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On the Net: Hugo by James Patrick Kelly



They’re about to give a Hugo to a web site.

They? The folks at ConJose, <http://www.conjose.org> the sixtieth World Science Fiction Convention, which will take place in San Jose, California August 29 through September 2. A Hugo? The Hugo Awards <http://www.wsfs.org/hugos.html>, officially the Science Fiction Achievement Awards, are presented by the World Science Fiction Society <http://www.wsfs.org> for excellence in the field of Science Fiction and Fantasy. A website? ConJose has defined contenders as "Any generally accessible world wide web site whose subject is primarily related to the field of science fiction, fantasy, or fandom, and which had content generally available during the calendar year 2001."

I’m still trying to decide what I think about this historic first. You see, the Hugos are usually given to a person, as in the Best Fan Writer or Best Professional Artist, an individual work, such as Best Novelette or Best Dramatic Presentation or a serial publication, for instance, Best Fanzine or Best Semiprozine. To give an award for best web site is like giving an award for best writing. It’s a tad too nebulous for me to wrap my ballot around.

For instance, if I were to award a Jimbo for the best fiction website, my nominees would be Fictionwise <http://www.fictionwise.com>, Infinite Matrix <http://www.infinitematrix.net>, Infinity Plus <http://www.infinityplus.co.uk>, SCI FICTION <http://www.scifi.com/scifiction>, Strange Horizons <http://www.strangehorizons.com> and The Spook <http://www.thespook.com>. And look, already I’ve mixed apples, oranges and walnuts here, because some of these are pay sites and others are free, while some publish only original material and others are all-reprints-all-the-time. On the shortlist for the Jimbo for most useful SF website would be: The Internet Speculative Fiction DataBase <http://www.sfsite.com/isfdb/sfdbase.html>, Locus Online <http://www.locusmag.com>, Scifi.com <http://scifi.com>, Tangent Online <http://www.tangentonline.com>, The Science Fiction Writers of America http://www.sfwa.org, and SF Site <http://www.sfsite.com>. Except the ISFDB is part of SF Site and SCI FICTION is an arm of Scifi.com–ouch, my head is starting to hurt. Now as far as the Jimbo for SF web sites that are themselves works of art . . . well, that’s a whole other column.

Now I certainly don’t disapprove of the notion of awarding Hugos for web sites. I just think that it ought to be done right. And I’m certainly willing to cut the folks at ConJose some slack, since what they’re doing this year is just an experiment. Under the World Science Fiction Society’s Constitution <http://worldcon.org/bm/const-2000.html>, a worldcon committee can add just one extra category to the Hugos–and for one year only. So there may well be no web site Hugo awarded at next year’s Worldcon, Torcon III <http://www.torcon3.on.ca>. Making the web site Hugo ongoing would mean amending the WSFS Constitution. I’d guess that might happen someday, but when and how depends on the vagaries of fannish politics.

Which we certainly won’t be getting into here!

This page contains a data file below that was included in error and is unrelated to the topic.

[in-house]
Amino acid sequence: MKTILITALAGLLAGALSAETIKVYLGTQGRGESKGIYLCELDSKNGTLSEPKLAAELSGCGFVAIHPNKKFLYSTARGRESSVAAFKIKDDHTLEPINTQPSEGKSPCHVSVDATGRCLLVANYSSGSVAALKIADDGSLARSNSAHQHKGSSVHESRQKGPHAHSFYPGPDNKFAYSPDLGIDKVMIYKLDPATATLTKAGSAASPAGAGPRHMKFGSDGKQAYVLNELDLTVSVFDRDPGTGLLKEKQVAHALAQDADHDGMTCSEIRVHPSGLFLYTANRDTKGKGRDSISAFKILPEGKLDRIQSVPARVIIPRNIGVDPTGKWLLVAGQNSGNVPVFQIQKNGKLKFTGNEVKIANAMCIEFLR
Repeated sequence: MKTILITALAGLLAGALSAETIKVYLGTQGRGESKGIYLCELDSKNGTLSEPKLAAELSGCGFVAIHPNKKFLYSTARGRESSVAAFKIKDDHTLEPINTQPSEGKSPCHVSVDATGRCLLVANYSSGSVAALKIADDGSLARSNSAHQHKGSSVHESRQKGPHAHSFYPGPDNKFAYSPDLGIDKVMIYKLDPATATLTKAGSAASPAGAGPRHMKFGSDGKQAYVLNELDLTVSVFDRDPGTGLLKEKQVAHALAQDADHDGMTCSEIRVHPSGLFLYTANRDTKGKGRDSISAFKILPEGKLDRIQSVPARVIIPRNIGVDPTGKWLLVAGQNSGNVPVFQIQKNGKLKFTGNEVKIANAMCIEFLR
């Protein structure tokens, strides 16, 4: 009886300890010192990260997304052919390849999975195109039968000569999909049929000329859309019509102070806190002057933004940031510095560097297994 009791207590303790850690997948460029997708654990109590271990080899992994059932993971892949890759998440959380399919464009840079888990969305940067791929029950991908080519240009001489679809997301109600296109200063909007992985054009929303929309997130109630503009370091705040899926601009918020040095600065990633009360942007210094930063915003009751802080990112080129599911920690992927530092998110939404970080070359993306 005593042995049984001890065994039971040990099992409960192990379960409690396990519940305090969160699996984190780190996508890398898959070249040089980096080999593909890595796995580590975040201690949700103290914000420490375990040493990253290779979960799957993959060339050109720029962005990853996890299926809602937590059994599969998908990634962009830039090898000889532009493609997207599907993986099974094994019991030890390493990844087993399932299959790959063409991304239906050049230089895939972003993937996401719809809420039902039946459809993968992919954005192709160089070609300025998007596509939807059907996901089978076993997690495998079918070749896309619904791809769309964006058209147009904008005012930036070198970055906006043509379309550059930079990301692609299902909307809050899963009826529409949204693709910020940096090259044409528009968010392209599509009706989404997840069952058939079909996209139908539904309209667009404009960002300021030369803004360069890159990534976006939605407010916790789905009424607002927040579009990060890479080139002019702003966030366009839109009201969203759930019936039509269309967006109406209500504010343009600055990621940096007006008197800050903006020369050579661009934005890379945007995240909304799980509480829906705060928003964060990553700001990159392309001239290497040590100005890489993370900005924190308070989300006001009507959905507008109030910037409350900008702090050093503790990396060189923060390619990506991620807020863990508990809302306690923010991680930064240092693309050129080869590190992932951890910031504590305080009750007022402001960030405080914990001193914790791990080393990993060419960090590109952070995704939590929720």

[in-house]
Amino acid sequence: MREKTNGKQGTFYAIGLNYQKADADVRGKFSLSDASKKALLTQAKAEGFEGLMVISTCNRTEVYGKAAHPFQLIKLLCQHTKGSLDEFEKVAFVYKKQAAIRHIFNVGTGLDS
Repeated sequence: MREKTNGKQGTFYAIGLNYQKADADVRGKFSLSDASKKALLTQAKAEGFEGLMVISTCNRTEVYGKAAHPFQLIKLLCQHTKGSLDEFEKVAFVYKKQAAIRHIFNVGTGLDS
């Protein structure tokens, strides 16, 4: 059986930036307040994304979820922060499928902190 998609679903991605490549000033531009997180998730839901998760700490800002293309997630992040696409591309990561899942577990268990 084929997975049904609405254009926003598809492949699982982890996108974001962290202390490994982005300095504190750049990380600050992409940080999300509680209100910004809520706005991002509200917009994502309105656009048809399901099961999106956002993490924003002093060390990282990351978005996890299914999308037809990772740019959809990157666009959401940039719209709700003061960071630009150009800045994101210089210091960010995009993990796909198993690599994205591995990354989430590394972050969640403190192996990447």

There are a number of web sites devoted to the history of the Hugo. The newest is Hugo History at a Glance <http://web2.airmail.net/tharvia/hugos_at_a_glance.html>. Webmaster Teddy Harvia <http://web2.airmail.net/tharvia> has won three of them himself for best fan artist. His Hugo History site consists of a number of concise tables on which you can quickly scan winners and nominees. Make a point of clicking the Novel Covers By Year link, where you can take a grand tour of almost fifty years of SF art.

You’ll find the most comprehensive cross-referencing of the Hugos at The Locus Index to Science Fiction Awards <http://www.locusmag.com/SFAwards/index.html>. Mark R. Kelly has created the most exhaustive (and exhausting!) awards database in the field, with over 2100 individual web pages. The site includes not only the Hugos but all the major awards, like the Nebulas <http://www.sfwa.org/awards> and the World Fantasy Awards <http://www.worldfantasy.org/awards>, lots of not-so-major awards and even some defunct awards. Anyone out there remember "the coveted Balrog" <http://www.locusmag.com/SFAwards/Db/Balrog.html>? You want to know who has won the most major awards? Who has lost the most? Who has lost the most without ever winning? When was the last time someone won both a Hugo and a Nebula for the same book? You can look it up here. Mark helps make sense of all this data with essays introducing the Index and telling us how to best use it. Definitely check out "22 Reasons Why Your Favorite Book/Author Didn’t Win (and Someone Else Did)." This is a must-click site for award wonks everywhere.

Yet another ambitious award web site is AwardWeb: Collections of Literary Award Information and Photos <http://www.dpsinfo.com/awardweb/index.html> where Laurie Mann <http://dpsinfo.com/laurie> has rounded up not only the usual suspects but has ranged far afield for links to awards sites. For instance, she can point you toward the Atorox Awards <http://org.utu.fi/yhd/tsfs/atorox>, given by Turku Science Fiction Society for the best SF or fantasy published in Finnish. The Sapphire Awards <http://www.sfronline.com/sapphirewins.htm> are handed out each January for the best science fiction romance–one for a novel and one for short fiction. And then there’s this obscure bunch of Swedes who give away something called The Nobel Prize <http://www.nobel.se>. Seriously, while AwardWeb may not be as cool and analytical as the Locus Index, it covers much the same ground with panache–and a generous helping of photos. Check out the picture of the amazing award swag piled up in the offices of Dell Magazines.



As I write this in March, the awards season is just getting started with the Nebula final ballot just released and the Hugo nominations due to close shortly. However, by the time you read this in the dog days of summer, it will probably be too late to vote for your favorite web site, alas. I have no way of knowing whether any of these sites will be on the ballot, but here are five of the most promising sites I’ve come across recently.